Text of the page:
“Don’t talk to me till I’ve had my second cup of tea in the morning” is something you’ll eventually hear me say during the process of getting to know me. Mainly it’s an attempt to excuse my general morning brain fog that persists throughout the day, but I do have an addiction to tea which renders me useless without it. If I don’t get my second cup before setting about my day, I’m like a zombie. I’ll be dizzy and shaky and won’t be able to think properly at all. To be quite honest the first cup of tea is simply a stepping stone towards the second: the first one is useless on its own, but the second is the magic one which allows my brain to begin processing things.
Before we go any further I’d like to make it clear that I am not a tea connoisseur, I don’t drink fancy, flavoured teas. I tried green tea once and hated it, so maybe it is a bit pretentious of be to claim to be a tea addict. I only deal with ordinary, no-frills, black tea. With milk of course. And two sugars.
Tea is an ancient drink, and perhaps this is why it is so important to so many people around the world. Legend has it that the first cup of tea was made in China in 2737 BC when Emperor Shen Nung was relaxing by a tree whilst his servant boiled some water for him. Some leaves from the tree fell into the drink, and the emperor decided to give it a try, unknowingly becoming the host of the first ever tea party.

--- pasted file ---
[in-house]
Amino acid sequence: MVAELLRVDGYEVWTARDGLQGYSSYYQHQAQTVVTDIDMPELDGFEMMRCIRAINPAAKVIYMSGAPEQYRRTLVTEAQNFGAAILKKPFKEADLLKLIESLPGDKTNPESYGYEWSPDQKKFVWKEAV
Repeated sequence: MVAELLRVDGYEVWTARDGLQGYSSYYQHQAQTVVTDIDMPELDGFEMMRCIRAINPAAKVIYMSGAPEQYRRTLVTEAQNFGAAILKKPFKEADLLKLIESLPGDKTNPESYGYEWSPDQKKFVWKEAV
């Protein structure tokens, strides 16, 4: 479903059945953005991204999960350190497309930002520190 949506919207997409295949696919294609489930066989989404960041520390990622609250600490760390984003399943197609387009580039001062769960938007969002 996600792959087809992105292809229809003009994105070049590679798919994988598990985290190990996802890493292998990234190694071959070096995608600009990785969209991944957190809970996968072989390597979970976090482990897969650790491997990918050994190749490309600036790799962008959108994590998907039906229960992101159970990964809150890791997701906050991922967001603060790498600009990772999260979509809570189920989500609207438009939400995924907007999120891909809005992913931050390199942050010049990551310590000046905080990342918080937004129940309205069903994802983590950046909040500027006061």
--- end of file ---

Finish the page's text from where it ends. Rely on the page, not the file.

The word ‘tea’ actually comes from the Chinese letter 茶, pronounced as ‘tu’, loosely translating to ‘bitter herb’. Its popularity as a medicinal drink rapidly spread throughout China, with the 2nd century (AD) physician Hua Tuo claiming, ‘to drink bitter t’u constantly makes one think better’, proving my point about not being able to function properly without my morning tea. During the Tang Dynasty, the drinking of tea spread to Japan, Vietnam, and Korea. In Japan, tea was initially the chosen beverage of the religious groups, with Buddhist monks bringing tea back from their trips to China, using it to help them stay awake during their long hours of prayer and meditation. The Japanese began using matcha in religious rituals, whereby the preparation and presentation of tea became the centre of social gatherings, and a symbol of harmony, respect, and spirituality.
By the 15th century, tea drinking had become a symbol of class and status, with people using the event as a chance to show off their wealth. Murata Juko opposed these ideas and wanted to create a ceremony of tea centred around the idea of ‘Wabi-Sabi’, which represents the beauty in the transience of life, and the idea that age and imperfection enhances objects, and people. This is one of my favourite things about tea; the simple joy of it. The making of tea can be a therapeutic process, and taking time out to enjoy a cup of tea gives us the chance to pause and reflect, or maybe even catch up with friends.